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The Perils and Pitfalls of Research

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Please join me in welcoming author Tasha Alexander to WU today! Tasha has written 14 books in her bestselling historical series from the Victorian era featuring Lady Emily Hargreaves, most recently In the Shadow of Vesuvius. [2]

More from her bio:

The daughter of two philosophy professors, I grew up surrounded by books. I was convinced from an early age that I was born in the wrong century and spent much of my childhood under the dining room table pretending it was a covered wagon. Even there, I was never without a book in hand and loved reading and history more than anything. I studied English Literature and Medieval History at the University of Notre Dame. I played nomad for a long time, living in Indiana, Amsterdam, London, Wyoming, Vermont, Connecticut, and Tennessee before settling down in southeastern Wyoming. I still don’t have a covered wagon, but a log house goes a long way toward fulfilling my pioneer fantasies.

You can learn more about Tasha on her website [3], and by following her on Facebook [4] and Instagram [5].

The Perils and Pitfalls of Research

As a writer of historical fiction, I have both the pleasure and pain of counting research as an integral part of my work. Like any historian, I’m drawn to towering stacks of books about my subject, and it’s the best when I can get my hands on primary sources like diaries and letters that provide unfiltered (at least by time) insights into the period at hand. My novels are set throughout Europe in the late nineteenth and early twentieth centuries, and I try to visit the cities about which I’m writing. No book can entirely replace walking through the streets of Istanbul or Paris or Pompeii, and I want to make sure I have a deep understanding of my locations. Tough work, right? It’s no vacation, that’s for sure (ask my husband about walking fifteen miles a day for nine days in Russia; there was a lot of sleet), but I love it. Madly. Which can cause problems.

Writers know that, whatever their process, they have to end up with a completed manuscript. They also know that there is nothing easier than finding excuses not to write. For me, now, this generally comes in the form of not wanting to tear myself away from endlessly fascinating research, but before writing my first novel, I spent years explaining to myself why I couldn’t write. I had an all-consuming job. I had a baby. I was moving. I was moving again. I didn’t have a desk.

You don’t need a desk in order to write a book. Trust me.

Mark Twain said The secret of getting ahead is getting started. Smart guy, Twain. The blank page can be intimidating, especially in those moments when it feels like you’ll never, ever have a decent idea again. If you’re writing a historical, or anything else that requires substantial research, it’s easy to get sidetracked. After all, it’s part of the work. This is why I have more than three hundred books in my office. Fascinating though all of those tidbits of information you’re gleaning may be, it’s important to remember two things: First, that it’s possible no one other than yourself (including your readers) is going to share your enthusiasm for, say, the technical details of Victorian plumbing. Second, you can’t finish a book when you’re not writing.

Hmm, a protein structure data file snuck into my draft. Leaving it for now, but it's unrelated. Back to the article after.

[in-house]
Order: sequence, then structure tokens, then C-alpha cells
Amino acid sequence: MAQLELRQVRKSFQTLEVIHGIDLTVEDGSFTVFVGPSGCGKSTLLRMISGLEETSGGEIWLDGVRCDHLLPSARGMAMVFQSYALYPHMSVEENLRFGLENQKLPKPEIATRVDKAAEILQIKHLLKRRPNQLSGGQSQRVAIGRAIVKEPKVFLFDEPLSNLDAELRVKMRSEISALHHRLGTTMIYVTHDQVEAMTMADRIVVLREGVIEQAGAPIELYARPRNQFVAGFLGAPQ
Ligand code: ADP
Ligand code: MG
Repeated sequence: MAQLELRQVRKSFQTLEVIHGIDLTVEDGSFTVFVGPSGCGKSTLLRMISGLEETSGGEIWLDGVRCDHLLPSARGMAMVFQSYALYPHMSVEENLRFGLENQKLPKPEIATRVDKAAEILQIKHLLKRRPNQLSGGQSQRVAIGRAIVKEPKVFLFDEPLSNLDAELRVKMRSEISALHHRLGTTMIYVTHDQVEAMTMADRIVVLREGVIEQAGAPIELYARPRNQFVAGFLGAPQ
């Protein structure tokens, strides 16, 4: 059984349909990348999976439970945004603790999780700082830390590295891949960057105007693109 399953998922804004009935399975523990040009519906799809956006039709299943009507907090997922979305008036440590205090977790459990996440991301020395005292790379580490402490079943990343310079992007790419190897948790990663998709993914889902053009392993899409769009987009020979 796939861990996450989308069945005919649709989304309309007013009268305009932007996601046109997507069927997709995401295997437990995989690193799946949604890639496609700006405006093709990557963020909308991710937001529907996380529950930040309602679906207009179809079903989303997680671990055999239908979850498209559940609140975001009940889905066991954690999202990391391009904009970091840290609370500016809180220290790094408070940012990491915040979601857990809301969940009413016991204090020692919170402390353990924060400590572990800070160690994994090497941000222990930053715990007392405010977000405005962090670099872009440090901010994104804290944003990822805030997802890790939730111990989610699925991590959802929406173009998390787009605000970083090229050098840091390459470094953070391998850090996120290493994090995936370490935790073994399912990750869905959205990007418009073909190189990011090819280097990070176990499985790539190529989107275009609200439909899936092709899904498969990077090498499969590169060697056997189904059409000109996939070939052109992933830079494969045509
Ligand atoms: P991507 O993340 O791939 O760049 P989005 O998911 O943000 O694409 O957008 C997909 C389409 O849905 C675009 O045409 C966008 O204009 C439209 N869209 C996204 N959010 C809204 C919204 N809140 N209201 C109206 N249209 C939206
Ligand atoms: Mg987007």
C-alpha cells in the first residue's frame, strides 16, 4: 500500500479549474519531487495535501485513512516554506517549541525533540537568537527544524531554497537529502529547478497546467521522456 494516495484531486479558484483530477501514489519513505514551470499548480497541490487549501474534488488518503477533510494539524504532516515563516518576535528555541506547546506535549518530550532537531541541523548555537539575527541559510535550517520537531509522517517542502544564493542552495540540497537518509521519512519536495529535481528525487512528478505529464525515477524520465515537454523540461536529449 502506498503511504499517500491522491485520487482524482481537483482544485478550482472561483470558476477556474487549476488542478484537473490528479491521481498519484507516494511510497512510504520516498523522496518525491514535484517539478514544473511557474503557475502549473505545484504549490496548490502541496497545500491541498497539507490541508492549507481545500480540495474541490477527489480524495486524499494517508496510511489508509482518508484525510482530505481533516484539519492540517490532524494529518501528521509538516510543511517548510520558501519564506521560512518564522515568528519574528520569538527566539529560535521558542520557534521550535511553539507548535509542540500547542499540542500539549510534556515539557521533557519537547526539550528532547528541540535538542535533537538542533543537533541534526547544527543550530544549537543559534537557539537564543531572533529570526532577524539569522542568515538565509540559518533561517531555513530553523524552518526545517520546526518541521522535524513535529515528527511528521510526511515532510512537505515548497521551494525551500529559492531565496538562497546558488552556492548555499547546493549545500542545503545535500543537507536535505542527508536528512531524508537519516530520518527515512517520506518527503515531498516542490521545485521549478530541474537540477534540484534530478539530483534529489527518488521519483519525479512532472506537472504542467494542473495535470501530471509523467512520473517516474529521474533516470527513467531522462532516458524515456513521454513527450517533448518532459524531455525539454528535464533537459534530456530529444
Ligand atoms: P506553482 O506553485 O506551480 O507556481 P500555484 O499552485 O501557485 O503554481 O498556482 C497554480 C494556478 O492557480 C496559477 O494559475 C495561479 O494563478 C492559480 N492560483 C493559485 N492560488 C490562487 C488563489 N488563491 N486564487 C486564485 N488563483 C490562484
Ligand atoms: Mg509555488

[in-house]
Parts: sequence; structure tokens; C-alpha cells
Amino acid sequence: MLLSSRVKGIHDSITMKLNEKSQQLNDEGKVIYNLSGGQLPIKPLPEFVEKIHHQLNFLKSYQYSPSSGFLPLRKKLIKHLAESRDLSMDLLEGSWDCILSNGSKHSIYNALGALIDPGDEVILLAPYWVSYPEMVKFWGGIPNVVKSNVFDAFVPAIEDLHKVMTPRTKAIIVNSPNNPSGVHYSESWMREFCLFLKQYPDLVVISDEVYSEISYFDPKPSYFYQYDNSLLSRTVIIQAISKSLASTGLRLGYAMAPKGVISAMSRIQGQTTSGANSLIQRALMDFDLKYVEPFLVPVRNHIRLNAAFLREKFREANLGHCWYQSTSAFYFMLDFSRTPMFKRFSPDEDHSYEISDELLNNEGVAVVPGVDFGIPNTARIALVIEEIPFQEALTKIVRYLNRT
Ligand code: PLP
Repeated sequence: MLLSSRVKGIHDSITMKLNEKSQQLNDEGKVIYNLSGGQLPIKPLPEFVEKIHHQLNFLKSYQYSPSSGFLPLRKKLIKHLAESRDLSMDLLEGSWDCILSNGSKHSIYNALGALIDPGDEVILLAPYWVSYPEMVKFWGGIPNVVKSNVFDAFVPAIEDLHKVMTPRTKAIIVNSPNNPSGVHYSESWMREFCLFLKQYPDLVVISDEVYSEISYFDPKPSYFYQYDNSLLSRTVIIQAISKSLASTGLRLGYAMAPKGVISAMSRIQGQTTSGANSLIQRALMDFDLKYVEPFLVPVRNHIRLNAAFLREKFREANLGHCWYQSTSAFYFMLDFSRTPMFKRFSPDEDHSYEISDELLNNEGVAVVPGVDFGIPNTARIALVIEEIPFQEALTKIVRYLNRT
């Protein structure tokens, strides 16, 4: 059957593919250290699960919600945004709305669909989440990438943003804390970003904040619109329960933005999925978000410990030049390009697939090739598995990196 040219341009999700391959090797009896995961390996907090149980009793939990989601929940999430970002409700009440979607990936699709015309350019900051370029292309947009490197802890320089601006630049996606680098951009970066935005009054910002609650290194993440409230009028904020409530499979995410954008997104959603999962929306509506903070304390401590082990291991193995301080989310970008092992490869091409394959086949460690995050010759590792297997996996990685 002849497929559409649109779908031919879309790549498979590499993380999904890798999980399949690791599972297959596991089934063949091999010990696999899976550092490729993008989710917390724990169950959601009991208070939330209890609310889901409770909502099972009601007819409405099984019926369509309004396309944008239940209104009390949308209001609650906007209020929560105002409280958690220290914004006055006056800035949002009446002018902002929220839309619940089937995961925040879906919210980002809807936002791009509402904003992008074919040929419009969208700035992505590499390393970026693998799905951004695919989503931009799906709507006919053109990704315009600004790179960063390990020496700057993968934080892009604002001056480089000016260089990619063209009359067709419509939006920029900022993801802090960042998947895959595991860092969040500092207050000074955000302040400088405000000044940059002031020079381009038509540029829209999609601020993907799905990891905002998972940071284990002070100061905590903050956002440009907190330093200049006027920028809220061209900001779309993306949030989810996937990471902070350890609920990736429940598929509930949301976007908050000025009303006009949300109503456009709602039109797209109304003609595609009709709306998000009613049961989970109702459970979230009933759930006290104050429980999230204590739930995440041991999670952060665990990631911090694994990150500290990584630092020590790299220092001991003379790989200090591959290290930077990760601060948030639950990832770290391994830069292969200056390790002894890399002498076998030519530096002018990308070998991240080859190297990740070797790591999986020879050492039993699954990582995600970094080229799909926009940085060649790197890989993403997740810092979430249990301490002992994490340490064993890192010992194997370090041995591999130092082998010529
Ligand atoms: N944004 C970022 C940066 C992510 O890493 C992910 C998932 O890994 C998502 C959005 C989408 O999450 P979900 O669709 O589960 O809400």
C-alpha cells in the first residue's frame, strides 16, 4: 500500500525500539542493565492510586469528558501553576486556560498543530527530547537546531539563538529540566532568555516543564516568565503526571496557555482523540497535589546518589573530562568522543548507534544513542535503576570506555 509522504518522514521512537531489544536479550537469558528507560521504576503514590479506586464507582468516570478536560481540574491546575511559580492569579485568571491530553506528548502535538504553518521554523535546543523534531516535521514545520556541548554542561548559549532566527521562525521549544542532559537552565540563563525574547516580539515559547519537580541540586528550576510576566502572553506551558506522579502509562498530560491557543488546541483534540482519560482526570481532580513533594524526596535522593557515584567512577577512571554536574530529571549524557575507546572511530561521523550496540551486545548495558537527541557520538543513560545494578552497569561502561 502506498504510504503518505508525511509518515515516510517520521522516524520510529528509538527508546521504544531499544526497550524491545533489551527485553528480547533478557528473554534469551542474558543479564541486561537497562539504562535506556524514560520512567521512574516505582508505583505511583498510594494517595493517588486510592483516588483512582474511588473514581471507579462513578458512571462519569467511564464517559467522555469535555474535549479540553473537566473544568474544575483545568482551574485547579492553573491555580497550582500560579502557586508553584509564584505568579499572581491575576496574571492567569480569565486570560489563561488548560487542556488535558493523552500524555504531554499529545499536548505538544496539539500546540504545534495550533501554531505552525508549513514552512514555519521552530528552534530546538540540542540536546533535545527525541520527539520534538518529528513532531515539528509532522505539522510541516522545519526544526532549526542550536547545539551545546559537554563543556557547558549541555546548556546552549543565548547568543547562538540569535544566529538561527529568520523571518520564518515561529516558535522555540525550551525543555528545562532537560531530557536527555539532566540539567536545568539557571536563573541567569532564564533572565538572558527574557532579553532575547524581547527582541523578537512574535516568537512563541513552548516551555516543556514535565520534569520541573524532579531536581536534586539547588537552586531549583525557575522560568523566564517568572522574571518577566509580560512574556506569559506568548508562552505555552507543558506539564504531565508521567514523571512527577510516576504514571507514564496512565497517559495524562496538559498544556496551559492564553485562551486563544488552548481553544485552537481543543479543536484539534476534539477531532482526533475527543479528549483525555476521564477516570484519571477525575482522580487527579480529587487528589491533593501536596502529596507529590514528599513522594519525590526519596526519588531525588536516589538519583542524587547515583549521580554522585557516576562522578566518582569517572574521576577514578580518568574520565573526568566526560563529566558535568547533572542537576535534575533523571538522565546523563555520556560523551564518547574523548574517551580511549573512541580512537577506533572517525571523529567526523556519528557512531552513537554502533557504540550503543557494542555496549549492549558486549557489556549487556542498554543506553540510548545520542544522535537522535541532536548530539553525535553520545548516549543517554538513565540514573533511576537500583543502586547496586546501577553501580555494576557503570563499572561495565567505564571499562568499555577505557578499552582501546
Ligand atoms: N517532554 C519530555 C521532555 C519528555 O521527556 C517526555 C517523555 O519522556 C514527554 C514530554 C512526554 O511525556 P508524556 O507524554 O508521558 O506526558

Research isn’t writing.

Writing is sitting at your computer (or with paper) and getting down words, one after the other, until you have enough to make a book. Which is a lot of words.

Things that keep you from putting words on the page are not your friend. At least not unless you’re carefully managing them.

Before I start writing, I let myself read enough primary sources and thorough secondary ones that I feel comfortable in the time and place I’m setting my novel. I take a research trip, filling notebooks with observations. When I get home, I give myself a few weeks to percolate, having learned over the years that letting my brain quietly do its thing in the background is far more productive than consciously trying to force ideas to come.

And then I write.

Inevitably, things will crop up that require more research. If it’s a question of dipping back into a source and quickly finding an answer, I do it. If it takes more than that, I mark the spot (TK is your friend. Apparently there are no words—or hardly any words—in English that contain the two letters together, making it simple to search for the places in your manuscript you need to revisit) and don’t look at it again until I’ve finished the draft. Once I’ve got a draft, I can indulge in the luxury of returning to research, but at that point, I know so specifically what I need to find that I’m unlikely to go all the way down the rabbit hole. Which in no way means I’m not tempted.

Finding the right balance when it comes to research and writing is tricky. You need enough of the former to inform the latter, but not so much that you never start—or finish—putting your story down on paper.

All that said, when it comes to writing, it’s critical to work in a way you find inherently satisfying, pleasurable, even. After all, the writing—the actual art of it—is the only part of the book world over which the author has any control. Publishers, editors, art directors, marketing teams, sales reps, and booksellers handle the rest. In his marvelous Black Swan Green, David Mitchell wrote, “Once a poem’s left home it doesn’t care about you.” That hold for books, too. Yes, we have to finish what we start, avoid distraction, hit our deadlines. But we need to enjoy it, too.

So maybe, once in a while, indulge yourself. Spend a little more time on research. Just not at the expense of your own words.

How do you keep a tether on your research? When do you know enough is truly enough–or is it ever? We’d love to hear your thoughts.

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